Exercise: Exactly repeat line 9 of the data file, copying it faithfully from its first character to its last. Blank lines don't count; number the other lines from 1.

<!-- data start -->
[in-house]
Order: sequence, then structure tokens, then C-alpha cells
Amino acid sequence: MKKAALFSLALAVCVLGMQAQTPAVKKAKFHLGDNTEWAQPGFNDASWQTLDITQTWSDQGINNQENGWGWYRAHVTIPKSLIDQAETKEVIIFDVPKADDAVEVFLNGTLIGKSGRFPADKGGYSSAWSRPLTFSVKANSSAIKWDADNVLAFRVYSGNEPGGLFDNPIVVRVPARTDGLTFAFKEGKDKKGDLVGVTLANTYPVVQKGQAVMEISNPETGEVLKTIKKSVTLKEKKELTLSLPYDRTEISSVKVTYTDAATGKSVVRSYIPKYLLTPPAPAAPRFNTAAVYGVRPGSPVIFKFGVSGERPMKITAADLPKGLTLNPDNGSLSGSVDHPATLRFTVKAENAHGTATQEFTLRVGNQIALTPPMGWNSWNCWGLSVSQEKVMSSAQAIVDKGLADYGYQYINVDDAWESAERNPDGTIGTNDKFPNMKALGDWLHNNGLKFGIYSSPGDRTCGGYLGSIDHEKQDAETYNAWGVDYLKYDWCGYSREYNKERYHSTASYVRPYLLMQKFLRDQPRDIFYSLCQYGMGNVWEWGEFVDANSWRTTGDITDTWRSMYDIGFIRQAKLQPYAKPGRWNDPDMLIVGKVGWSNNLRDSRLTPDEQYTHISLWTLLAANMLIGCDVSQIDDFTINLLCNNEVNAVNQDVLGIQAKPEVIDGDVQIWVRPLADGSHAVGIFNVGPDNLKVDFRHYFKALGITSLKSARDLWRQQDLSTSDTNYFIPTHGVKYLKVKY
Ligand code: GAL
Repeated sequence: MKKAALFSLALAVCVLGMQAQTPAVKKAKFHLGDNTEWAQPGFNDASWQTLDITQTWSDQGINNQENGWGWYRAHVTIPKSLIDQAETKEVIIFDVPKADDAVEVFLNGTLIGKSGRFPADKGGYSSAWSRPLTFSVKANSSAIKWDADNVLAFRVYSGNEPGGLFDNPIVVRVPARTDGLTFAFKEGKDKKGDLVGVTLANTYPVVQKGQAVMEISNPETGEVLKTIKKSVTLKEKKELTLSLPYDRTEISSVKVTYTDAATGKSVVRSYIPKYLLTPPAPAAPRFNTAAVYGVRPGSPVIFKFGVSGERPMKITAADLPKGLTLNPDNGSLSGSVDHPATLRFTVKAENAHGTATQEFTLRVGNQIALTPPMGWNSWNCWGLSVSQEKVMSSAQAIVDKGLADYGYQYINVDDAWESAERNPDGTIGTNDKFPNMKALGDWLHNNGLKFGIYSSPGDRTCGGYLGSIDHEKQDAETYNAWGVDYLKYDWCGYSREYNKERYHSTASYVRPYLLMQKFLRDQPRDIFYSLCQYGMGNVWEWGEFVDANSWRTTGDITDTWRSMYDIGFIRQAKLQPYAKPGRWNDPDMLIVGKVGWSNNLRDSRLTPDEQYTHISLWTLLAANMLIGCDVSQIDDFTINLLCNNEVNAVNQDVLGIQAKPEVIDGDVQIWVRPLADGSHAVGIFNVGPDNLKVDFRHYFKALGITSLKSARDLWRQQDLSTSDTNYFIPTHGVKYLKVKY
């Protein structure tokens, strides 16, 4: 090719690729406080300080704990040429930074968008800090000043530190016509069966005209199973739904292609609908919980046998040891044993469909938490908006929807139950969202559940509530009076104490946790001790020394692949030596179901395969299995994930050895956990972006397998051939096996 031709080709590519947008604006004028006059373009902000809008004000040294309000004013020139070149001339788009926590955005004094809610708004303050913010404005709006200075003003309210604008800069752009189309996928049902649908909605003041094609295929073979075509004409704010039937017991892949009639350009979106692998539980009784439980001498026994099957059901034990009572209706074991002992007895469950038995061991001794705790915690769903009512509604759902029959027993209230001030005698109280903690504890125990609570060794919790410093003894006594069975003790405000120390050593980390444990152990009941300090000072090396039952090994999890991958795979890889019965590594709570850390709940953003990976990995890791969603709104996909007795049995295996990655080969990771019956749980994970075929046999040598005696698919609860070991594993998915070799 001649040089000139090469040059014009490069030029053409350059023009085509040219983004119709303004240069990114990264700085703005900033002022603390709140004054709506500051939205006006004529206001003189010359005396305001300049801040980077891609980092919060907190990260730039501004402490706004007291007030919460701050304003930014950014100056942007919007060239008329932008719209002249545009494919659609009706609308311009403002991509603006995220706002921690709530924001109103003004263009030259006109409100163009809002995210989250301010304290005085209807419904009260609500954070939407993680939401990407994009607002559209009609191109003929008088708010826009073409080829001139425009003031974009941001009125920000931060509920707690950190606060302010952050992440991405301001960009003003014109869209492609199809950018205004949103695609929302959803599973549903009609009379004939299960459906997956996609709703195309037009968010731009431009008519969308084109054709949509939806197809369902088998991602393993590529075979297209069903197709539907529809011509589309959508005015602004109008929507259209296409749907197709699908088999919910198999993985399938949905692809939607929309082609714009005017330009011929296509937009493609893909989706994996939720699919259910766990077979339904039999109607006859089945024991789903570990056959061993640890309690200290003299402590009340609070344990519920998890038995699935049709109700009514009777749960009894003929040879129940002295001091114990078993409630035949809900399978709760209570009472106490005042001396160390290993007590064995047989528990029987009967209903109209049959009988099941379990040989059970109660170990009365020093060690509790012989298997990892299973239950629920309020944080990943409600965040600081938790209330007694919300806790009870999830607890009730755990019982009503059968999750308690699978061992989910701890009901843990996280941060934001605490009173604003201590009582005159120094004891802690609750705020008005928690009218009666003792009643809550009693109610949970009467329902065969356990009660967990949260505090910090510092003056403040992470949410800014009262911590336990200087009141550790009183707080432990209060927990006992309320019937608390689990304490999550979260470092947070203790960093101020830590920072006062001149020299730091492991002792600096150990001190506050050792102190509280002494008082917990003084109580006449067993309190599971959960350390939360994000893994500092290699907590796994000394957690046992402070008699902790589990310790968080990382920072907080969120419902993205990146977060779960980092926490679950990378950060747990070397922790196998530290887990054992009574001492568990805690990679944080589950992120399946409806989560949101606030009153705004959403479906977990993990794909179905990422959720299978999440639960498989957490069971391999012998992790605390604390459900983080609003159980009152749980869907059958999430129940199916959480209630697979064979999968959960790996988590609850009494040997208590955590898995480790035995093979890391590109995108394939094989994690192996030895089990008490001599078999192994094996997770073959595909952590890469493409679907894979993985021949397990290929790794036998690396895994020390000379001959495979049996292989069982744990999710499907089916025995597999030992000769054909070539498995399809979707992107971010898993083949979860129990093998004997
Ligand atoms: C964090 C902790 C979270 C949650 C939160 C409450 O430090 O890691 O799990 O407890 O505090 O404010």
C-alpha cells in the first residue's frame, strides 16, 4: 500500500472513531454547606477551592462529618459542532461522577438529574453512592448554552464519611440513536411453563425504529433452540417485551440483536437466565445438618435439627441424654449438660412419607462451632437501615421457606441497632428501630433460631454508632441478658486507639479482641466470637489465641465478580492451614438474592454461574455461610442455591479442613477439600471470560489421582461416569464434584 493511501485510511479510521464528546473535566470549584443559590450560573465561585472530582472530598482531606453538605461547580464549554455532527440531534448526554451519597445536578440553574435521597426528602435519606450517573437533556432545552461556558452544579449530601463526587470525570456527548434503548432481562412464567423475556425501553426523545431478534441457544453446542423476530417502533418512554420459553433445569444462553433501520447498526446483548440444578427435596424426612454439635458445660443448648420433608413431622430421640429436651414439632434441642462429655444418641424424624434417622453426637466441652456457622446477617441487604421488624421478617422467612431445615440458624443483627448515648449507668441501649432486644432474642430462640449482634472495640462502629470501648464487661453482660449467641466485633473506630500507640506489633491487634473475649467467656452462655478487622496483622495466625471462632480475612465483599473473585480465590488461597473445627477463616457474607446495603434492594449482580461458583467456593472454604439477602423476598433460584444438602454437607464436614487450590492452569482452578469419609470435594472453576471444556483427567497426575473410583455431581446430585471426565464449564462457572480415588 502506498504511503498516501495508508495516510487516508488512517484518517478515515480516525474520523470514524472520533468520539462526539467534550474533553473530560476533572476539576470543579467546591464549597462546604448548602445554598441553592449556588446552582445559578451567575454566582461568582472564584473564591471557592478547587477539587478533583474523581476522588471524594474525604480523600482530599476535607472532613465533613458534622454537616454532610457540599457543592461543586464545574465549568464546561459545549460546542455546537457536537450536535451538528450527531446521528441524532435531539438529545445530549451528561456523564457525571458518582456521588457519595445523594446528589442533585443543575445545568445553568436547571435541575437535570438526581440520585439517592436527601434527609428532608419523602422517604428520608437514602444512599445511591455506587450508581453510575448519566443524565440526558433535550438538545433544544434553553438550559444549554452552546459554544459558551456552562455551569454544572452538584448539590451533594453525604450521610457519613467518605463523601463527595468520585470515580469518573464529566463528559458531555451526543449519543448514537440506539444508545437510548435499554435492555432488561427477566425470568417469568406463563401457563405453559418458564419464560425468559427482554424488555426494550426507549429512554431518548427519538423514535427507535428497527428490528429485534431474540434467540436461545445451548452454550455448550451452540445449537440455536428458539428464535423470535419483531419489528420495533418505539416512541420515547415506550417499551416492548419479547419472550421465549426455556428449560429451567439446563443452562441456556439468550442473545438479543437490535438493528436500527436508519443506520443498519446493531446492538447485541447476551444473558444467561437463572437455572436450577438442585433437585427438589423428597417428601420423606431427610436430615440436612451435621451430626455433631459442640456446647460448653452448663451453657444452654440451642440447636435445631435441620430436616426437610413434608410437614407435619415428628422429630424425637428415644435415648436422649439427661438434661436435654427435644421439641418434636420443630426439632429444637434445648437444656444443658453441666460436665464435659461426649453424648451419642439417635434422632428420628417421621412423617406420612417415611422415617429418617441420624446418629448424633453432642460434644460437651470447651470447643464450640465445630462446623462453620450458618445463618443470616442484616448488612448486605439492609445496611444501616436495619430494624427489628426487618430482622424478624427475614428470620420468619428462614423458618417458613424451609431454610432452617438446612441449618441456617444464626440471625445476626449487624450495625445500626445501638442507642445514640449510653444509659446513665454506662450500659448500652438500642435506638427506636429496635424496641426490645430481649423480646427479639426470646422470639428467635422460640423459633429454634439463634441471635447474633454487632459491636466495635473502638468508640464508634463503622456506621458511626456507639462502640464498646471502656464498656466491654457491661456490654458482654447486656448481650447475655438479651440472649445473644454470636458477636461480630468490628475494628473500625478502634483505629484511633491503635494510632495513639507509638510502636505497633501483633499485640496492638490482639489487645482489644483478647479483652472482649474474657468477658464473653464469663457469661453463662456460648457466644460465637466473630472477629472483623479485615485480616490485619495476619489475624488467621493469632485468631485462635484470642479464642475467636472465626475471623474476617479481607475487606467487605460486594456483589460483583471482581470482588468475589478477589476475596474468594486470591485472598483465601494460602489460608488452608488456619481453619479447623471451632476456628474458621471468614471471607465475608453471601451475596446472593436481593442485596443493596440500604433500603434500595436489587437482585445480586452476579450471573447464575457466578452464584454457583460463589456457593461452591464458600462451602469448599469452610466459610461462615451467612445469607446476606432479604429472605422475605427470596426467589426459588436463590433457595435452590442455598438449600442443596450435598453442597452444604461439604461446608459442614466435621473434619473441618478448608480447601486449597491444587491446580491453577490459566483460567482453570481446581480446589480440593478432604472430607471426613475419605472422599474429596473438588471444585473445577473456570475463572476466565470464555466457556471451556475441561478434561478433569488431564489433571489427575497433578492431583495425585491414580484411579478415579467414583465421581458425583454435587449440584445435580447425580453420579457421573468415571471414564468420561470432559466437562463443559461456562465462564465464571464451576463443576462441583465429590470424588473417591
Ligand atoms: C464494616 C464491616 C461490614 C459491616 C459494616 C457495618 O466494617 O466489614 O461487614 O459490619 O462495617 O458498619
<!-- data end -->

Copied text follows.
Ligand atoms: C464494616 C464491616 C461490614 C459491616 C459494616 C457495618 O466494617 O466489614 O461487614 O459490619 O462495617 O458498619